Is the IBD 50 Universe a Fatal Flaw in the QG Fund?

crime scene

crime sceneIf you have not read the backtesting analysis that Cesar Alvarez posted regarding the DTAYS Quantitative Growth Fund, you should absolutely check it out. What Cesar found was that running the QG Fund rules on a larger stock universe produced lackluster returns. Then, when he added a filter based on historical volatility, shit got real.

Cesar found that using a value of 40 for the maximum value of historical volatility would dramatically improve the returns of the the strategy. This is actually the opposite of what I would expect, and he references an interesting paper on historic volatility. I would have guessed that isolating the most volatile stocks would have produced better long-term results.

As I processed the impact of this new filter all week, I began to wonder if that meant that using the IBD 50 as the stock universe for the QG Fund was actually hurting the overall performance. The IBD 50 stocks tend to be exciting growth stocks, which are known for their volatility. If the stocks in the IBD 50 every weekend can’t pass Cesar’s volatility filter, is the entire QG Fund doomed to mediocre returns?

This Week’s QG Fund Scan

Here is the list of IBD 50 stocks that passed the 20 week breakout parameter this week. They are sorted by Rate of Change.


As you can see, almost all of them have a 100-day historical volatility under 40. The only stocks that pass the breakout and ROC parameters with an HV over 40 are YY and GNRC. The rest of the stocks all look good.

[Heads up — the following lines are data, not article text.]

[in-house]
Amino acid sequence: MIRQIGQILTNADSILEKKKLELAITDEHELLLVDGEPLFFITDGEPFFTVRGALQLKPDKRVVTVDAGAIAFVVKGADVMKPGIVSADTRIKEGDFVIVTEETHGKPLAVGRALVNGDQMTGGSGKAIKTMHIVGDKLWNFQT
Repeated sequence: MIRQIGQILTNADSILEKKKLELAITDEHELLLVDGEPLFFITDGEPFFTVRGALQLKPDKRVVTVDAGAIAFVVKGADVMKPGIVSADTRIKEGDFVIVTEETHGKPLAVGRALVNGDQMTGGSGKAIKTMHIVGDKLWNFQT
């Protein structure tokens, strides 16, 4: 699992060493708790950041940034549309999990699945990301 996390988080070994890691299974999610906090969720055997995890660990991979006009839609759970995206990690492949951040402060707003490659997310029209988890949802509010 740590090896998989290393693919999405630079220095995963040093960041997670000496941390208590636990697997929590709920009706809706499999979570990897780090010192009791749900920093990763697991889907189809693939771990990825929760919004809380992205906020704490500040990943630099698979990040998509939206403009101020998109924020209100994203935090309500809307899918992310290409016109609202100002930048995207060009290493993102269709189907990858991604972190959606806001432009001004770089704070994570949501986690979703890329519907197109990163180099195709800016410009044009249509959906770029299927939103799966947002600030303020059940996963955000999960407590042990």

I am taking this as a positive sign that the IBD 50 does a better job of isolating the best growth stocks than even I had given it credit for. Because I don’t need to add any new positions this weekend, I don’t have to make a decisions on whether or not to incorporate the HV filter just yet. However, it sure looks like a good idea at this point.

Overall Fund Performance

Because of my adjustment to the ATR stops, there were not exits triggered this week. There are three stocks that are currently trading below the 3-ATR stop but have not yet broken the 5-ATR stop. It will be interesting to see if they bounce back or finally trigger exits. So far, most of the stocks that have triggered the 3-ATR stop have gone on to also trigger the 5-ATR stop.

Despite hanging on to losers a bit longer, the QG Fund has remained in positive territory this week. The fund is currently worth a total net asset value of $100,597.98. That represents an overall return of 0.6% on the year, which means it is trailing all three of the major indexes. I believe this is primarily a result of the tight stops that I started with, and that giving the positions room to run should help to improve the performance moving forward.

Here is what the current holdings of the QG Fund look like: